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Under new law, terminally ill patients given access to medication not approved by FDA

The only drugs administered to the public are those that have been investigated and thus approved by the U.S. Food and Drug Administration (FDA).  This can often be a long and uphill battle, taking many drugs years to reach consumers.  However, when the already approved medications given to a terminally ill patient aren’t working, many are arguing that they should have a “right to try” medications that have not received final approval from the FDA.

Twenty-two states in the United States have already approved this law and other states are following.  These “right to try” laws state that under correct protocol, terminally ill patients have the right to drugs not approved by the FDA.   When a patient has tried all other treatment options and still remains in critical condition, this new law can offer some hope if an unapproved drug can possibly help.  Some are saying this law gives some hope to those who have lost all.  If some patients were forced to wait until the drug was approved by the FDA, many would die before the process was complete.

“Right to try” activists are calling for the new law to be approved in more states.  Some states have even seen unanimous votes in the House and Senate in approval of the law.  According to families of terminally ill patients such as Dalton Powers, whose dad suffers from ALS, this new law has allowed access to treatments and medications that may not be officially approved for 10 more years. Due to reasons such as this, it seems as though more states will move forward with “right to try” laws.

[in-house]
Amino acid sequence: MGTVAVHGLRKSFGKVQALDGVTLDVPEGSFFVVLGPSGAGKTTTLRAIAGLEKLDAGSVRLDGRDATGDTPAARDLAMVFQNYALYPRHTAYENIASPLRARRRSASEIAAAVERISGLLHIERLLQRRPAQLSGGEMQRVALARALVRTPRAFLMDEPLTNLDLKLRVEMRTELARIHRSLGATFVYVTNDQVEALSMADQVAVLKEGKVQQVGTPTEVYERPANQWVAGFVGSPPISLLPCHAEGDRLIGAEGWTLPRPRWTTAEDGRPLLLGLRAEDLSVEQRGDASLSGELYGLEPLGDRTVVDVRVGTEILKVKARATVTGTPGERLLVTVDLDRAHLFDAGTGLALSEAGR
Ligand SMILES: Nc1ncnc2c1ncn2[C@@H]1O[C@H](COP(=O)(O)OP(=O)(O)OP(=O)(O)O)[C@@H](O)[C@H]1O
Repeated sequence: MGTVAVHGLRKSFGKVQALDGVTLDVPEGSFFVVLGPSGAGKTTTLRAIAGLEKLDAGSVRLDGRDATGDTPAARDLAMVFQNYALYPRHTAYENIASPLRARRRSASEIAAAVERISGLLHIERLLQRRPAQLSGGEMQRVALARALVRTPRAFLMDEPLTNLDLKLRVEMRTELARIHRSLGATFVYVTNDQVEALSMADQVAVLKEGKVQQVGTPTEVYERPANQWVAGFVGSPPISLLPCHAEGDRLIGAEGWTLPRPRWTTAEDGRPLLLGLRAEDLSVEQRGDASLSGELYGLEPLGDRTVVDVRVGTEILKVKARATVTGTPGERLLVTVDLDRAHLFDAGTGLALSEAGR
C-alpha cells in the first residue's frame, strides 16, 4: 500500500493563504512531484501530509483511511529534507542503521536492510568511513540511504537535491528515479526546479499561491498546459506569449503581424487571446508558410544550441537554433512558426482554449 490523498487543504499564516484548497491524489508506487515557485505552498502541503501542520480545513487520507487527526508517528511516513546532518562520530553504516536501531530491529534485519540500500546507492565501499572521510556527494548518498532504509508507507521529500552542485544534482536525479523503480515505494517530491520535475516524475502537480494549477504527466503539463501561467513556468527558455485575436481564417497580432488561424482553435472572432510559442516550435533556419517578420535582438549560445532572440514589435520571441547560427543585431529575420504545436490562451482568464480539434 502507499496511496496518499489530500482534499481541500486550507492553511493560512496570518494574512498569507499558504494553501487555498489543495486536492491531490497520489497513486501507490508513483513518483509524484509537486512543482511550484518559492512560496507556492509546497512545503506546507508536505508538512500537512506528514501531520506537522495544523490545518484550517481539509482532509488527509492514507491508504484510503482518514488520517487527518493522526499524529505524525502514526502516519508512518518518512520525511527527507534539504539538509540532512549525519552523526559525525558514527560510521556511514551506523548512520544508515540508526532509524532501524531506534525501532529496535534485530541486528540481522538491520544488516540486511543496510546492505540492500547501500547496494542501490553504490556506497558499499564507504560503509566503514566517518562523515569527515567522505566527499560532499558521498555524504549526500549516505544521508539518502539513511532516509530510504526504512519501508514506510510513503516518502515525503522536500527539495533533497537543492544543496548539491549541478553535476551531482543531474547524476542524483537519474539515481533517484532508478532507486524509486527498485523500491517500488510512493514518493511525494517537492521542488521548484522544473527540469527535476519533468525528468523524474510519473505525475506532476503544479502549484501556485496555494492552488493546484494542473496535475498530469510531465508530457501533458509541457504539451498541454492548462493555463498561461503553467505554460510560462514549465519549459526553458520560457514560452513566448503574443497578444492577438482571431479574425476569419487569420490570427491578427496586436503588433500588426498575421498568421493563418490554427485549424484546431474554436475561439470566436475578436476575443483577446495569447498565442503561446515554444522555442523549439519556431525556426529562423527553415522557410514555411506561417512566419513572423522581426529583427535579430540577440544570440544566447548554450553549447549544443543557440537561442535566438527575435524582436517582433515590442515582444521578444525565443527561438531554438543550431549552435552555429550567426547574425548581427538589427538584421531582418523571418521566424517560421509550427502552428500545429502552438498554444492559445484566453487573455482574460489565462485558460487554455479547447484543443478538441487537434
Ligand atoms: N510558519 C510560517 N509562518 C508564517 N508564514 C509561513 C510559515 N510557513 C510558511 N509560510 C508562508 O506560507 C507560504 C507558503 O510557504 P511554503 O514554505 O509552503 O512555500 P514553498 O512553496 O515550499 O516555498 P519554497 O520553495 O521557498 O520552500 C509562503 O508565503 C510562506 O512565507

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The Debate around Death with Dignity Laws

shutterstock_125077214Several months back, a 29-year-old woman named Brittany Maynard chose to end her life through physician assisted suicide. Before she died early in November 2014, she wrote a column for CNN to explain her difficult and controversial decision. Just a year after she had been married in 2012, Maynard was diagnosed with terminal brain cancer and was given a prognosis of 6 months or less to live. Having learned her treatment options (and the physical, emotional, and psychological suffering that would go with it), she soon decided that death with dignity was her best option. Maynard moved to Oregon with her family from California, because it is one of only 5 states where physician assisted suicide is authorized in America.

Physician assisted suicide, which is more popularly referred to as death with dignity or end-of-life choice, is a medical option available for terminally ill and mentally sound individuals that have been given a fatal prognosis by their physicians. When a patient opts for an end-of-life choice, he or she will be prescribed a lethal dose medication that they can take on their own or in the presence of their physician—depending on state laws.  Oregon is the first state to have legalized it in 1997 through their Death with Dignity Act. There, a patient opting end-of-life will have to meet eligibility requirements before they can be prescribed with medication that they have to self-administer. Similar legislations have been put into effect in Washington and Vermont in 2009 and 2013 respectively.  Death with dignity is legal in Montana and New Mexico through court decision, but full-reaching laws are yet to be passed. Several other states currently have death with dignity bills pending in their legislative body, among them are Maynard’s home state California. In plenty of these places, death with dignity legislation remains a subject of a very heated debate.